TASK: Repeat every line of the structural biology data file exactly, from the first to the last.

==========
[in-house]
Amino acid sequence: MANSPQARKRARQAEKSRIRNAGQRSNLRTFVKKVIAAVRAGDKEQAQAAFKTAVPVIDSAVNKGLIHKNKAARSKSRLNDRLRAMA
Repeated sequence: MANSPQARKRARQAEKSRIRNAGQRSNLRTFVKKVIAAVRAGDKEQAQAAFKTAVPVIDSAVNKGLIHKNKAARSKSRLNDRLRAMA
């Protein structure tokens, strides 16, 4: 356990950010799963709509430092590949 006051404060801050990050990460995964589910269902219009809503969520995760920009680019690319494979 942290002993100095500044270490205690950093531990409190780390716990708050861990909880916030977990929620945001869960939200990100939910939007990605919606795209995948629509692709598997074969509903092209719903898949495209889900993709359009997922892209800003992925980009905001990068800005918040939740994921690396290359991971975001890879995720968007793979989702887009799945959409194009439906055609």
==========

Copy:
[in-house]
Amino acid sequence: MANSPQARKRARQAEKSRIRNAGQRSNLRTFVKKVIAAVRAGDKEQAQAAFKTAVPVIDSAVNKGLIHKNKAARSKSRLNDRLRAMA
Repeated sequence: MANSPQARKRARQAEKSRIRNAGQRSNLRTFVKKVIAAVRAGDKEQAQAAFKTAVPVIDSAVNKGLIHKNKAARSKSRLNDRLRAMA
């Protein structure tokens, strides 16, 4: 356990950010799963709509430092590949 006051404060801050990050990460995964589910269902219009809503969520995760920009680019690319494979 942290002993100095500044270490205690950093531990409190780390716990708050861990909880916030977990929620945001869960939200990100939910939007990605919606795209995948629509692709598997074969509903092209719903898949495209889900993709359009997922892209800003992925980009905001990068800005918040939740994921690396290359991971975001890879995720968007793979989702887009799945959409194009439906055609």